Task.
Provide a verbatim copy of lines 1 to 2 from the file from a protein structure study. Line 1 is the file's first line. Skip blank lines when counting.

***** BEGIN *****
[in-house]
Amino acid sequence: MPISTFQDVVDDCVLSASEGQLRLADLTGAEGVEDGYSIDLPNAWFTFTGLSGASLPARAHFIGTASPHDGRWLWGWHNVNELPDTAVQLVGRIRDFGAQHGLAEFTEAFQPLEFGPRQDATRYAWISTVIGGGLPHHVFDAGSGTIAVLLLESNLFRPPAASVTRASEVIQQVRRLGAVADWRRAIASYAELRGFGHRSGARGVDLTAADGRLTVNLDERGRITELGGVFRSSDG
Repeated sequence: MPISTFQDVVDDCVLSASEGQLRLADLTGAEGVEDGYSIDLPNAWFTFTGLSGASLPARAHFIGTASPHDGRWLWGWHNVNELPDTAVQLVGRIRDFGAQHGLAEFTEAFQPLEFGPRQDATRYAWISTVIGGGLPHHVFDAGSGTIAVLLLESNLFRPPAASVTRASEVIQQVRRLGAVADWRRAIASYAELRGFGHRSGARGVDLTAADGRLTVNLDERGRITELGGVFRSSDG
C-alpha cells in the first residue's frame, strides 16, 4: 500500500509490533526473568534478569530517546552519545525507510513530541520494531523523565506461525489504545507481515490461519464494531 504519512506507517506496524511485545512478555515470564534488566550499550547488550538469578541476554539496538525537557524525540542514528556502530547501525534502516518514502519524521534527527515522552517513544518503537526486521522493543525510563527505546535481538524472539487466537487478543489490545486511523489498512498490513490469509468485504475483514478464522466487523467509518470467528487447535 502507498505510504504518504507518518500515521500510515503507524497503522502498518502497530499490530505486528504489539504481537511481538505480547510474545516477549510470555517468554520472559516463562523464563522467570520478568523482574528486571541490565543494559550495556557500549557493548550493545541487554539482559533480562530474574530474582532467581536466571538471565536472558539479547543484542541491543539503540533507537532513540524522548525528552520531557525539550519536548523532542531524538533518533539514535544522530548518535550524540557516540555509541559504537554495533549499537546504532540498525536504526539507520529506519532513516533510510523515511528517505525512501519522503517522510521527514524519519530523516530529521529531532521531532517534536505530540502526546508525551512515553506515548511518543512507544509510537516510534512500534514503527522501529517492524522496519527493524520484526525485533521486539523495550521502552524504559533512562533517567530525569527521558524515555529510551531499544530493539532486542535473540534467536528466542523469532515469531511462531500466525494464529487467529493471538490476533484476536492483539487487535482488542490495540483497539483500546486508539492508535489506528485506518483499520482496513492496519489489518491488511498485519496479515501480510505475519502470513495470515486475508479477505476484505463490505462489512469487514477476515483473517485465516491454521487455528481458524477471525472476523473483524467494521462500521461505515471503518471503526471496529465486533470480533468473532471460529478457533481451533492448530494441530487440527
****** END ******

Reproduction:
[in-house]
Amino acid sequence: MPISTFQDVVDDCVLSASEGQLRLADLTGAEGVEDGYSIDLPNAWFTFTGLSGASLPARAHFIGTASPHDGRWLWGWHNVNELPDTAVQLVGRIRDFGAQHGLAEFTEAFQPLEFGPRQDATRYAWISTVIGGGLPHHVFDAGSGTIAVLLLESNLFRPPAASVTRASEVIQQVRRLGAVADWRRAIASYAELRGFGHRSGARGVDLTAADGRLTVNLDERGRITELGGVFRSSDG